Thus, mathematically for two-dimensional flow

u = f_{1}(x, y), v = f_{2}(x, y) and w = 0

**Three-dimensional flow is that type** of flow in Which the velocity is a function of time and three mutually perpendicular directions.

But for a steady three-dimensional flow, the fluid parameters are functions of three space coordinates (x, y and z) Only.

Thus, mathematically, for three-dimensional flow

u = f_{1}(x, y, z), v = f_{2}(x, y, z) and w = f_{3}(x, y, z)

These are all 6 different types of fluid flows which help us determine the velocity and the acceleration of fluid flow in the next articles.

Now we know the types of flow, but how do we can calculate the amount of flow discharge through the pipe if we already know the velocity

## Rate of Flow discharge (Q)

It is defined as the quantity of fluid flowing per second through a section of a pipe or a channel. For an incompressible fluid (or liquid) the rate of flow or discharge is expressed as the volume of fluid flowing across the section per second.

For compressible fluids, the rate of flow is usually expressed as the weight of fluid flowing across the section.

**For liquids, the units of Q are m**^{3}/s or litres/s**For gases, the units of Q are kgf/s or Newton/s**

Consider a liquid flowing through a pipe, Then discharge through the pipe is

Q = A × V

Where

A = Cross-sectional area Of pipe

V = Average velocity of fluid across the section

## Continuity Equation

From the *law of conservation of mass, we can write the continuity equation.

***Law of conservation of mass:** Law of conservation of mass states that the mass can neither be created nor destroyed but is transformed from one form to another.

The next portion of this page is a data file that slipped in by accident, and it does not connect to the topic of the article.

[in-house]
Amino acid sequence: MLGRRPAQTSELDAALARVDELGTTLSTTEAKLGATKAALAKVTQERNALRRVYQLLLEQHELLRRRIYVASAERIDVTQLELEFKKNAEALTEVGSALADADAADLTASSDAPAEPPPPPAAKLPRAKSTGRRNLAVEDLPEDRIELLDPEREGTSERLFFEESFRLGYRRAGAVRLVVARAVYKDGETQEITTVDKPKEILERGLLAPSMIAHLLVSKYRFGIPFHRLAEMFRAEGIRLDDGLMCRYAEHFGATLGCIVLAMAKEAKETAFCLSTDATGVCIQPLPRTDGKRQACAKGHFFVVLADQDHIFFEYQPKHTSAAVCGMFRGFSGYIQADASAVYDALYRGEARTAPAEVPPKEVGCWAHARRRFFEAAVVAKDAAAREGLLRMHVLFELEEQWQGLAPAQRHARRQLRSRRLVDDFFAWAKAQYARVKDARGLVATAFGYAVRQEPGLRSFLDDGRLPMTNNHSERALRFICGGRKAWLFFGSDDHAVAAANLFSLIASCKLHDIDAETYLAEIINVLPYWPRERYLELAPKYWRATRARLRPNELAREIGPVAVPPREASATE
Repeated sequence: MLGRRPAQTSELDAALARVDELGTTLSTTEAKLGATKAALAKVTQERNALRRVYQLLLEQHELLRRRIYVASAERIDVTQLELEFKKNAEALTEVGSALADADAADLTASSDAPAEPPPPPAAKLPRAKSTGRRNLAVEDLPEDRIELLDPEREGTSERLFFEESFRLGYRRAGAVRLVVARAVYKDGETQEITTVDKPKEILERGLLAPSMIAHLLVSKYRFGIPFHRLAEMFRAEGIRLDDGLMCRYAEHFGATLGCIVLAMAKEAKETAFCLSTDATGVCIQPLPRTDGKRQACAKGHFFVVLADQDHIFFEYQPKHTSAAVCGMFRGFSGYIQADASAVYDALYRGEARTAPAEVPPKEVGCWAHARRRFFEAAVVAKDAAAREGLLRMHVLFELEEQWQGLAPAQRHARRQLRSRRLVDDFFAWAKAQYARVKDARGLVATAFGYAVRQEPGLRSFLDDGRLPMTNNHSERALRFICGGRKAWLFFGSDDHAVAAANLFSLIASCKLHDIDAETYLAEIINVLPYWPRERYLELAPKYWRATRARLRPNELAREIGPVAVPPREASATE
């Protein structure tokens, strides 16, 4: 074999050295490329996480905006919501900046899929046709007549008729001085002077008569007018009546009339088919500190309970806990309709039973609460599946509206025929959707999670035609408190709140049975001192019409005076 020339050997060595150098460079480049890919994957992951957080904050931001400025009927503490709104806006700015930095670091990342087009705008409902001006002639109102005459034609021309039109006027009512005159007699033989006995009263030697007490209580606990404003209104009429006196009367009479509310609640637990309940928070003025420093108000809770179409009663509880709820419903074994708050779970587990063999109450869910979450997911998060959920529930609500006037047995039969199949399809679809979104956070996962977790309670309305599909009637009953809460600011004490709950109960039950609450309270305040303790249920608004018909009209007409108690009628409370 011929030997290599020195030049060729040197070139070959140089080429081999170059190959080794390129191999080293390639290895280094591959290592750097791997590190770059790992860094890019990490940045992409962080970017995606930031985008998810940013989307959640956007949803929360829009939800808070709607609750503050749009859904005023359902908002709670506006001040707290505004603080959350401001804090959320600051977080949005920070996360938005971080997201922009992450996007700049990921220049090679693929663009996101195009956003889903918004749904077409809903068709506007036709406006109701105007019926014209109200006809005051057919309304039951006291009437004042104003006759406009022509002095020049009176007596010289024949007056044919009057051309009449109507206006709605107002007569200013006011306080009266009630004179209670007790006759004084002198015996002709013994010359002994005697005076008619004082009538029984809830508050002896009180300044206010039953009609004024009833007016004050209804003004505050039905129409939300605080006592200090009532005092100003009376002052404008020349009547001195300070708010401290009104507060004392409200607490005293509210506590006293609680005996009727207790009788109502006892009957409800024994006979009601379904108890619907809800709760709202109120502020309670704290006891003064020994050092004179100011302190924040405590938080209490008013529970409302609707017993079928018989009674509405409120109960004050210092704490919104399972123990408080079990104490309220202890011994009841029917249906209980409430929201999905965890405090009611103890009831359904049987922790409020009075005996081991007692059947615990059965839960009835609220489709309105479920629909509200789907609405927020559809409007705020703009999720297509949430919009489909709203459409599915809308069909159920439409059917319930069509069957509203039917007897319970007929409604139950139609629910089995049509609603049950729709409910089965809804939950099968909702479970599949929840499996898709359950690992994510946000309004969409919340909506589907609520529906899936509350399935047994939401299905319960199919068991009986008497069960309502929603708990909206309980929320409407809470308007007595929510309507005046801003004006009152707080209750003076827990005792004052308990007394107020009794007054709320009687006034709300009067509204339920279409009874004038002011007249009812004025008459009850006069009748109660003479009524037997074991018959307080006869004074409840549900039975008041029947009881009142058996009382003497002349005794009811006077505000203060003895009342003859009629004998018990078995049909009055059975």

As we stated the equation based on the law of conservation of mass is called the continuity equation. For a fluid flowing through a pipe at all the cross-sections, the quantity of the fluid per second is constant.

Consider two cross-sections of a pipe as shown in the following figure

Let

V_{1} = Average velocity at cross-section 1-1

ρ_{1} = Density at section 1-1

A_{1} = Area of pipe at section 1-1

and V_{2}, ρ_{2} A_{2}, are corresponding values in section, 2-2.

The rate of flow at section 1-1 = ρ_{1} A_{1}V_{1}

The rate of flow at section 2-2 = ρ_{2} A_{2}V_{2}

According to the law of conservation of mass from the above

Rate of flow at section 1-1 = Rate of flow at section 2-2

The above equation is applicable to compressible as well as incompressible fluids and is called Continuity Equation.

If the fluid is incompressible, then ρ_{1} = ρ_{2}, and the above continuity equation reduces as follows

A_{1}V_{1} = A_{2}V_{2}

*Read more on the Continuity Equation in three dimensions and also in the Polar coordinates*

Let us solve an example problem to find the fluid discharge through a pipe with help of the above continuity equation.

**Problem Statement: **The diameters of the pipe ar the sections 1 and 2 are 10cm and 15cm respectively. Find the discharge through the pipe if the velocity of water flowing through the pipe at section 1 is 5 m/s. Determine also the velocity in section 2.

**Solution:**

Given that

Section 1 pipe diameter D_{1} = 10cm = 0.1m

cross sectional area A_{1} = (ℼ/4) (D_{1})^{2} = 0.007854m^{2}

Velocity of flow at section 1 V_{1} = 5m/s

Section 2 pipe diameter D_{2} = 15cm = 0.15m

cross sectional area A_{2} = (ℼ/4) (D_{1})^{2} = 0.01767m^{2}

**Discharge (Q**)** thought the pipe is **

Q = A_{1} × V_{1}

Q = 0.007854 × 5

Q = 0.03927 m^{3}/s

**Velocity at the section 2** (V_{2})

We know from the above continuity equation

A_{1}V_{1} = A_{2}V_{2}

0.007854 × 5 = 0.01767 × V_{2}

V_{2} = 2.22m/s

This is how you can calculate the discharge or velocity of any fluid if you know the sufficient inputs as illustrated above.

Can you solve an example problem on this same topic?

**Exercise Problem:** A 30cm diameter pipe conveying water branches into IWO pipes Of diameters of 20cm and 15cm respectively. If the average velocity in the 30cm diameter pipe is 2.5 m/s, find the discharge in this pipe. Also, determine the velocity in 15cm pipe if the average velocity in 20cm diameter pipe is 2 m/s.

Solve it and let us know the answer in the comment section below. I will help you.

We have been discussing Basic Fluid mechanics topics as follows